More than once I’ve sat down with a client during their first assessment and when I ask them what their fitness goal is, they respond with “I want to be fit”.
Now, this answer isn’t incorrect and most of the time I can actually understand what the client is visualizing when they say ‘fit’, but beware:
If you choose this as your end goal, you will be setting yourself up for failure.
I can’t stress how important it is to have a specific and measurable goal. You cannot measure the word ‘fit’ because it is an ever-changing variable depending on who and what context it is used in. Let’s look at some definitions:
Fitness (noun): The condition of being physically fit and healthy.
Fit (adjective) 1. Of a suitable quality, standard or type to meet the required purpose.
2. In good health, especially because of regular physical exercise.
I’m going to use my good friend and para athlete Jared (name changed for privacy) as an example.
When he was training for wheelchair basketball at the Paralympics, Jared was training for a few hours every day with one scheduled recovery day per week.
Leading up to the event, his nutrition was on point and because of his training periodization, he was at the peak of his stamina and strength for the game. He was in outstanding shape and was very fit for the Paralympic Basketball event.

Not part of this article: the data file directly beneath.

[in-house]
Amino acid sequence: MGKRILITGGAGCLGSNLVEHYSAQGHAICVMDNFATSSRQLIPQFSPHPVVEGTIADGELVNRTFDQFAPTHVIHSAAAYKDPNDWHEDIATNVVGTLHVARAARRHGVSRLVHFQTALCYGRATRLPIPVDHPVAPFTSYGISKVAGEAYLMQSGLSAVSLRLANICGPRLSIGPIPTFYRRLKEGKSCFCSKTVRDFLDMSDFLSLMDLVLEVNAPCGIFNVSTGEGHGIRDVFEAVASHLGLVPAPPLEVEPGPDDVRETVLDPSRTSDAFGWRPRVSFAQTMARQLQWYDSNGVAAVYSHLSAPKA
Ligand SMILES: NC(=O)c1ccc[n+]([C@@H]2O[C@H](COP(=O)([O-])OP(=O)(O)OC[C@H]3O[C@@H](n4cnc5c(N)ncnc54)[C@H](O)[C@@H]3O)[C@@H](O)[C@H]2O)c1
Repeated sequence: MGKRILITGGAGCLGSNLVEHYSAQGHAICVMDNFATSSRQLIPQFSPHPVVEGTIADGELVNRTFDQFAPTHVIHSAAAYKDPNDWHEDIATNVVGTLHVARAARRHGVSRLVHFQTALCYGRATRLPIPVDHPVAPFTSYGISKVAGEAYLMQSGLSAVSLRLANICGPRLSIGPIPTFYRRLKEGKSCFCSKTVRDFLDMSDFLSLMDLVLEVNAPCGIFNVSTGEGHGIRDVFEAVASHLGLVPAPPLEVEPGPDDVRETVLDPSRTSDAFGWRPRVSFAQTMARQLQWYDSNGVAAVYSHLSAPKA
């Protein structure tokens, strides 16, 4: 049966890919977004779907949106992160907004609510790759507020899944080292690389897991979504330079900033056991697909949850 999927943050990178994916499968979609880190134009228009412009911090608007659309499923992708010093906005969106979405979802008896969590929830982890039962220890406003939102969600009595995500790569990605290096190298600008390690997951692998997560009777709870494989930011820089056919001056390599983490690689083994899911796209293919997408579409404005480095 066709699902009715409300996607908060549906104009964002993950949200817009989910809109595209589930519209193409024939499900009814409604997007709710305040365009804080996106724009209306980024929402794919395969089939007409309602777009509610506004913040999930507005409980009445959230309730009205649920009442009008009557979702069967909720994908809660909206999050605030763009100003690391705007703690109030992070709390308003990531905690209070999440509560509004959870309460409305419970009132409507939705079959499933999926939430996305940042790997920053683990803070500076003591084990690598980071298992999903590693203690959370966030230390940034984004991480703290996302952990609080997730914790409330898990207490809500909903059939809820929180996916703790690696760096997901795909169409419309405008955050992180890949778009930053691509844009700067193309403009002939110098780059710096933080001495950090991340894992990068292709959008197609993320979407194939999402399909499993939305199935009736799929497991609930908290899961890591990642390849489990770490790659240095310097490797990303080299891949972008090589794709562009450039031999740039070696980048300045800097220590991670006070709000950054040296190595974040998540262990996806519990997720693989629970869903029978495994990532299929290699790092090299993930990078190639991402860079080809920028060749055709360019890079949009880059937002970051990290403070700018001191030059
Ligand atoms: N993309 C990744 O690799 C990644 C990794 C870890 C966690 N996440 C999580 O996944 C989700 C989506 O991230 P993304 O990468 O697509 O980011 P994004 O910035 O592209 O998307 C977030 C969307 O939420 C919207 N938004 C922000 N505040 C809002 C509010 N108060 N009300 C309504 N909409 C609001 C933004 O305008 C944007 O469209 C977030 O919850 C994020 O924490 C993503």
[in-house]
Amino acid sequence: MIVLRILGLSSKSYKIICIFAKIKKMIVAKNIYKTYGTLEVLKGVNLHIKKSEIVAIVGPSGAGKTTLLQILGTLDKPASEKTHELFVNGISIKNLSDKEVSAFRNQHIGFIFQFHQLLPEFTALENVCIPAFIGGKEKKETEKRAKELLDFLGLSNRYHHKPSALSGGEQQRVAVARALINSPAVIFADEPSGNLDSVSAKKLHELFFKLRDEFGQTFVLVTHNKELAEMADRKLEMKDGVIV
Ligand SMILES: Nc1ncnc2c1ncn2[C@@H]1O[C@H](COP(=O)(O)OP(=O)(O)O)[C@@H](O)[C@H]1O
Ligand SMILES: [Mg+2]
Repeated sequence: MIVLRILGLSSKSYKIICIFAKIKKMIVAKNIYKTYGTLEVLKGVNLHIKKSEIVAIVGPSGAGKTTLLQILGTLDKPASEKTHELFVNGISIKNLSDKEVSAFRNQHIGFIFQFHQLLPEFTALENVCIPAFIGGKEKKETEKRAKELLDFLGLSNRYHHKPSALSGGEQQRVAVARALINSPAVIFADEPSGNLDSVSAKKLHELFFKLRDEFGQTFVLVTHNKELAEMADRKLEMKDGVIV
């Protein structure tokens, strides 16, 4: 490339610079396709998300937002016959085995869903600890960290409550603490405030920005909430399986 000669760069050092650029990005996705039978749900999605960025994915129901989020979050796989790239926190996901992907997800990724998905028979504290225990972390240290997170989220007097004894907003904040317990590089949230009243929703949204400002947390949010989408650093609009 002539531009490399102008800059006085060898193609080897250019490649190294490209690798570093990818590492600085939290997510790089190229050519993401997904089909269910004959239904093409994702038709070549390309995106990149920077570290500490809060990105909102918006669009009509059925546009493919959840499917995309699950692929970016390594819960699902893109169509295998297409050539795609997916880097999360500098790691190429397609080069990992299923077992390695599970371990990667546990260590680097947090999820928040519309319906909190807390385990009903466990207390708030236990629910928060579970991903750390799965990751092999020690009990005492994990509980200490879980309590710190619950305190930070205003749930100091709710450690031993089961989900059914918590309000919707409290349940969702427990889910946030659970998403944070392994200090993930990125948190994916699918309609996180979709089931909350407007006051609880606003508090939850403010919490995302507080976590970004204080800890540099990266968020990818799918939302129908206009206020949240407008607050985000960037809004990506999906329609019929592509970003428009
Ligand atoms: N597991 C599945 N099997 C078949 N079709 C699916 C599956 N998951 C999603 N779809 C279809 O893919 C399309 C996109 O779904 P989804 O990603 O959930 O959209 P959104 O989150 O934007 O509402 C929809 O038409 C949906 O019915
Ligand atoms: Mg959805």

Let’s fast forward to a few years later when Jared has since retired from para sport. He still trains regularly in the gym (2-3x per week) and does some wheelchair basketball coaching on the side. He is also balancing a part time job and a family.
At this time in his life Jared isn’t fit for a Paralympic athlete.
But what if his goal was to be consistently in the gym 3X per week and keep his body within a specific weight range? With consideration to this goal, Jared is now fit.
If Jared’s goal was to compete again as a Para athlete, he would need to follow a program that gets him faster, stronger, more agile and probably lighter (to be faster in the sports chair).
This training program would look much different than the one that keeps Jared going to the gym X amount of times per week and staying within X-X range of body weight.
Everyone wants to be fit. This isn’t new news. Being fit looks different to everyone, depending on the person, the circumstance and the goal. So, before you get started on a new fitness venture or program, ask yourself:
What does it mean for me to be fit? What does it look like? How can I measure it?
Maybe it’s being able to complete all your transfers in one day without relying on a transfer board. Maybe it is completing a 5K wheel in under X amount of time.
Maybe it’s getting enough exercise every week to be within the International SCI Exercise Guidelines (click on the link to learn more).
Whatever your fit looks like, make sure to define that first so you know which way to go with your dedicated efforts.